Second Home Legal Checklist

Legal Considerations for Owning a Second Home

Whether it’s a summer home, an inheritance, or a rental property, owning a second home comes with its share of legal implications. Consider the following tips for your second home.

UNDERSTAND YOUR OPTIONS FOR OWNERSHIP STRUCTURE.

● A one-size-fits-all approach does not work when it comes to ownership structure.
Determining the proper structure is a fact dependent analysis with significant,
long-term consequences. Whether your second home is structured as sole ownership,
joint tenancy, joint tenancy in common, a partnership, or some other ownership
structure, may impact, among other things:
○ Tax liability;
○ Succession;
○ Selling options;
○ The division of property in a divorce proceeding.

DEVELOP A MANAGEMENT SYSTEM.

● If multiple individuals are involved, defining responsibilities and authority is critical. (For example, who has the authority to make financial decisions?) A written agreement can help effectuate smooth operation of the property.
● In certain circumstances, setting up a trust may make sense.

CONSIDER THE IMPLICATIONS AND REQUIREMENTS FOR RENTING THE PROPERTY.

Landlord-Tenant Law – The landlord-tenant relationship is highly regulated. Familiarize yourself with the laws of the state where your property is located.
Insurance – Options may include property insurance, personal liability insurance, and rent insurance. Make sure your policy meets your needs.
Lease Agreement – Being a landlord brings increased liability. Ensure you are using a written lease that properly protects your rights and interests.
Property Management – Consider whether you have the time, knowledge, and desire to manage the property on your own or if hiring an outside property management company is a better fit.
Tax Implications – Whether you are operating your rental property as an
investment or a business is just one of the many factors that will have tax consequences.

Understanding how these decisions will impact your tax liability may greatly affect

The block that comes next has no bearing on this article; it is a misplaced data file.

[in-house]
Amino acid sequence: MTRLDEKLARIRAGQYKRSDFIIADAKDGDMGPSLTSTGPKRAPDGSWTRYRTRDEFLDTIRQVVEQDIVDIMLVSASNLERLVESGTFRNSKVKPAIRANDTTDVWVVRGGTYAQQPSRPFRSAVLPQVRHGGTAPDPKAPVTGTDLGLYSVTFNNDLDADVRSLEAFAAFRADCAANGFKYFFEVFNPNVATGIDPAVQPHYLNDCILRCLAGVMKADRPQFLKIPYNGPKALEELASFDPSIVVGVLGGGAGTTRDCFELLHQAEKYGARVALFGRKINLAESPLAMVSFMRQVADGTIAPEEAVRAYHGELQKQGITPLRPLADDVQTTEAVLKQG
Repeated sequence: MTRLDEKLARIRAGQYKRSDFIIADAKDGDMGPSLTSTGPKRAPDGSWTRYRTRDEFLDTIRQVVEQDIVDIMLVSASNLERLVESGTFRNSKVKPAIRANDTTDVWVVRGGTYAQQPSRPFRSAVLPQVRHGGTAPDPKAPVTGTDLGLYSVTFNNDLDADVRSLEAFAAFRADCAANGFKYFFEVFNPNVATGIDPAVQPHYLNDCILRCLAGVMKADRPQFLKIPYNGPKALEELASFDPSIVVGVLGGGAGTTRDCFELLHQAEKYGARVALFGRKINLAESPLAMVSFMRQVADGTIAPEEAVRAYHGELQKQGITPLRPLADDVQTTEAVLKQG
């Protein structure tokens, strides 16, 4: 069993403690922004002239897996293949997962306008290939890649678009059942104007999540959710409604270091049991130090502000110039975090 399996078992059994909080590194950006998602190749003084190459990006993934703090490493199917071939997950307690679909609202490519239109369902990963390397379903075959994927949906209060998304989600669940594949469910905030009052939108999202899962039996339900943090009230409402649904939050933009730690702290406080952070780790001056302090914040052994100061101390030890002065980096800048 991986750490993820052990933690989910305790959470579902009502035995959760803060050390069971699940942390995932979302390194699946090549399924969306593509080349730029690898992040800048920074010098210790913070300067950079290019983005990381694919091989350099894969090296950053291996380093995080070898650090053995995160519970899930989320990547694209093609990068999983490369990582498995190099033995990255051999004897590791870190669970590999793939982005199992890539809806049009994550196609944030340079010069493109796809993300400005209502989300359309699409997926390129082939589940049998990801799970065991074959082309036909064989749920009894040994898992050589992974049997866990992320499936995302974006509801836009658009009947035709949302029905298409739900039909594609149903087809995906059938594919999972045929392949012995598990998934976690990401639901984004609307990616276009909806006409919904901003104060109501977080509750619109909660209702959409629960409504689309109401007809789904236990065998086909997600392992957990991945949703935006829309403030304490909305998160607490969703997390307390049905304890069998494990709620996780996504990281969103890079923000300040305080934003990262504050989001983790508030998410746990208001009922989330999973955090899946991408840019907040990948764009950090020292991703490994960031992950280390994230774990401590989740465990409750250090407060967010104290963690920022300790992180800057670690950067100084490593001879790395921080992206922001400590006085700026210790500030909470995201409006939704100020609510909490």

your bottom line. A qualified accountant can offer guidance on this and other tax-related concerns.

If you have questions or need assistance with your second home, contact the real estate team at Viviano Law.

Commercial Property Tax Appeal

It’s property tax season.  By now, all commercial property owners should have received their Notice of Assessment for their 2016 property taxes from the Michigan Department of Treasury.  If you’re considering a new tax appeal, here are a few basic tips:
  1. The deadline to appeal your property’s assessment is May 31, 2016.  MCL 205.735a(6).
  2. You can only appeal your 2016 assessment.  MCL 211.2(2) states, “[t]he taxable status of * * * real * * * property for a tax year shall be determined as of each December 31 of the immediately preceding year.”
  3. Generally, you’re required to pay the property taxes when they become due, but this requirement may be waived at tribunal’s discretion.  MCL 205.743(1) states “If the date set by law for the payment of taxes has passed, the tribunal shall not make a final decision on the entire proceeding until the taxes are paid. This requirement may be waived at the tribunal’s discretion.”
It’s important to note that if you miss the May 31, 2016 filing deadline, you will lose your right to appeal the assessment.